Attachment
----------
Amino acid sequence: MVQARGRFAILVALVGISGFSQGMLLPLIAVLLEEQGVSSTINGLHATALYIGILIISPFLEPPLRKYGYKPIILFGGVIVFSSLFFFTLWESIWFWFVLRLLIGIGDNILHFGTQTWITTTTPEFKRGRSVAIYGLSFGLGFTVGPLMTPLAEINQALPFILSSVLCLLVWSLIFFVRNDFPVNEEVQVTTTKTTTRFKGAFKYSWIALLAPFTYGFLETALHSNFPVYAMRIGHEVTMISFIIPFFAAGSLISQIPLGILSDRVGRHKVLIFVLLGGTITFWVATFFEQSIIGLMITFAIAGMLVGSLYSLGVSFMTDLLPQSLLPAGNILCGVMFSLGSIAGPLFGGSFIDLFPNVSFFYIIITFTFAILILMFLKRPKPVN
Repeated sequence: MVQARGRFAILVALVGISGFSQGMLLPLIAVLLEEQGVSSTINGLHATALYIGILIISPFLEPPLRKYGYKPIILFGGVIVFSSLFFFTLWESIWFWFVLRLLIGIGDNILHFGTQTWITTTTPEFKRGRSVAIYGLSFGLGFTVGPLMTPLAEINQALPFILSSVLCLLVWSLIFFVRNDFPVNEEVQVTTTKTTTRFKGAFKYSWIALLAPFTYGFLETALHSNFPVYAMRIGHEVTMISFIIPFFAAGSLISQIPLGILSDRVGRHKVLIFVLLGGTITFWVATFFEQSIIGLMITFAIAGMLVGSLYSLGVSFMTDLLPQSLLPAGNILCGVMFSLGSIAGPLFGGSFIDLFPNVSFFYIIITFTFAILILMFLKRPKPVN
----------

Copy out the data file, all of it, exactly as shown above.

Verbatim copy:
Amino acid sequence: MVQARGRFAILVALVGISGFSQGMLLPLIAVLLEEQGVSSTINGLHATALYIGILIISPFLEPPLRKYGYKPIILFGGVIVFSSLFFFTLWESIWFWFVLRLLIGIGDNILHFGTQTWITTTTPEFKRGRSVAIYGLSFGLGFTVGPLMTPLAEINQALPFILSSVLCLLVWSLIFFVRNDFPVNEEVQVTTTKTTTRFKGAFKYSWIALLAPFTYGFLETALHSNFPVYAMRIGHEVTMISFIIPFFAAGSLISQIPLGILSDRVGRHKVLIFVLLGGTITFWVATFFEQSIIGLMITFAIAGMLVGSLYSLGVSFMTDLLPQSLLPAGNILCGVMFSLGSIAGPLFGGSFIDLFPNVSFFYIIITFTFAILILMFLKRPKPVN
Repeated sequence: MVQARGRFAILVALVGISGFSQGMLLPLIAVLLEEQGVSSTINGLHATALYIGILIISPFLEPPLRKYGYKPIILFGGVIVFSSLFFFTLWESIWFWFVLRLLIGIGDNILHFGTQTWITTTTPEFKRGRSVAIYGLSFGLGFTVGPLMTPLAEINQALPFILSSVLCLLVWSLIFFVRNDFPVNEEVQVTTTKTTTRFKGAFKYSWIALLAPFTYGFLETALHSNFPVYAMRIGHEVTMISFIIPFFAAGSLISQIPLGILSDRVGRHKVLIFVLLGGTITFWVATFFEQSIIGLMITFAIAGMLVGSLYSLGVSFMTDLLPQSLLPAGNILCGVMFSLGSIAGPLFGGSFIDLFPNVSFFYIIITFTFAILILMFLKRPKPVN